pppppWe wash our bowls in this water
It has the flavor of ambrosial dew-


Beaching the raft, stagger out and shake off wetness like a
stand on the sandbar, rest from the river   being

pppupwellings, sideswirls, backswirls
pppcurl-overs, outripples, eddies, chops and swells
pppwash-overs, shallows   confluence turbulence      wash-seam
pppwavelets, riffles, saying

ppp“A hydraulic’s a cross between a wave and a hole,
ppppppp-you get a weir effect.
pppPillow-rock’s total fold-back over a hole,
pppppppit shows spit on the top of the wave
pppa haystack’s a series of waves at the bottom of a tight
pppppppthere’s a tongue of the rapids — the slick tongue — the

psome holes are ‘keepers,’ they won’t let you through;
peddies, backflows, we say ‘eddies are your friends.’
pCurrent differential, it can suck you down
pvertical boils are straight-up eddies spinning,
pherringbone waves curl under and come back.
pWell, let’s get going, get back to the rafts.”

pppppSwing the big oars,
ppppppppppphead into a storm.

pppppWe offer it to all demons and spirits
pppppMay all be filled and satisfied.
pppppOm macula sai svaha!


Su Tung-p’o sat out one whole night by a creek on the slopes of Mt. Lu.
Next morning he showed this poem to his teacher:

pppThe stream with its sounds is a long broad tongue
pppThe looming mountain   is a wide-awake body
pppThroughout the night   song after song.
pppHow can I     speak at dawn.

Old master Chang-tsung approved him. Two centuries later Do­gen said,
ppp“Sounds of streams and shapes of mountains.
pppThe sounds never stop and the shapes never cease.
pppWas it Su who woke
pppor was it the mountains and streams?
pppBillions of beings see the morning star
pppand all become Buddhas!
pppIf you, who are valley streams and looming
pppcan’t throw some light on the nature of ridges and rivers,

pppwho can?”


Excerpt of “Four Poems for Robin”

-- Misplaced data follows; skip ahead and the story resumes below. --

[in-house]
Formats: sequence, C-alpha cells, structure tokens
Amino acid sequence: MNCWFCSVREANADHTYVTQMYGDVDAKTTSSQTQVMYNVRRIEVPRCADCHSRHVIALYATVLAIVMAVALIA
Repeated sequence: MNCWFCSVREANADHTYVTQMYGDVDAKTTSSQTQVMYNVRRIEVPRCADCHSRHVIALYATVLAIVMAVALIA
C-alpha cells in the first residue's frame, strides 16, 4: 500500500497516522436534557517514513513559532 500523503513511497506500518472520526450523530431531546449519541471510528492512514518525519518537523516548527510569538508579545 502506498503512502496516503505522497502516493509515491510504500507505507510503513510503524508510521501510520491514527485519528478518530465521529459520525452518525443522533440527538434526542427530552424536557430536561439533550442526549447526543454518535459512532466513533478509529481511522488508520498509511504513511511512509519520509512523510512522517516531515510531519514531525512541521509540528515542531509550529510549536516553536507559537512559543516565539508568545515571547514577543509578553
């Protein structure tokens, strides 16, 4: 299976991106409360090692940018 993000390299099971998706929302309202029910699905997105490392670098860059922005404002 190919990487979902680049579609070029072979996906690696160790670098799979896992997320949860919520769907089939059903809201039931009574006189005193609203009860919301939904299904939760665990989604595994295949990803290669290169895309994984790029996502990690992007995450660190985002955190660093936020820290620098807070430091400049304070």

Siwashing it out once in Siuslaw Forest

I slept under      rhododendron
All night      blossoms fell
Shivering on      a sheet of cardboard
Feet stuck      in my pack
Hands deep      in my pockets
Barely      able      to     sleep.
I remembered      when we were in school
Sleeping together      in a big warm bed
We were      the youngest lovers
When we broke up      we were still nineteen.
Now our      friends are married
You teach      school back east
I dont mind      living this way
Green hills      the long blue beach
But sometimes      sleeping in the open
I think back      when I had you.

Excerpt of “Four Poems for Robin” from The Back Country 1968

Song of the Taste

Eating the living germs of grasses
Eating the ova of large birds

pp the fleshy sweetness packed
pp around the sperm of swaying trees

The muscles of the flanks and thighs of
ppppppp soft-voiced cows
pp the bounce in the lamb’s leap
pp the swish in the ox’s tail

Eating roots grown swoll
ppppppp inside the soil

Drawing on life of living
pp clustered points of light spun
ppppppp out of space
hidden in the grape.

Eating each other’s seed
ppppppp eating
pp ah, each other.

Kissing the lover in the mouth of bread:
ppppppp lip to lip.

From REGARDING WAVE (New Directions, 1970)

Available as a Broadside.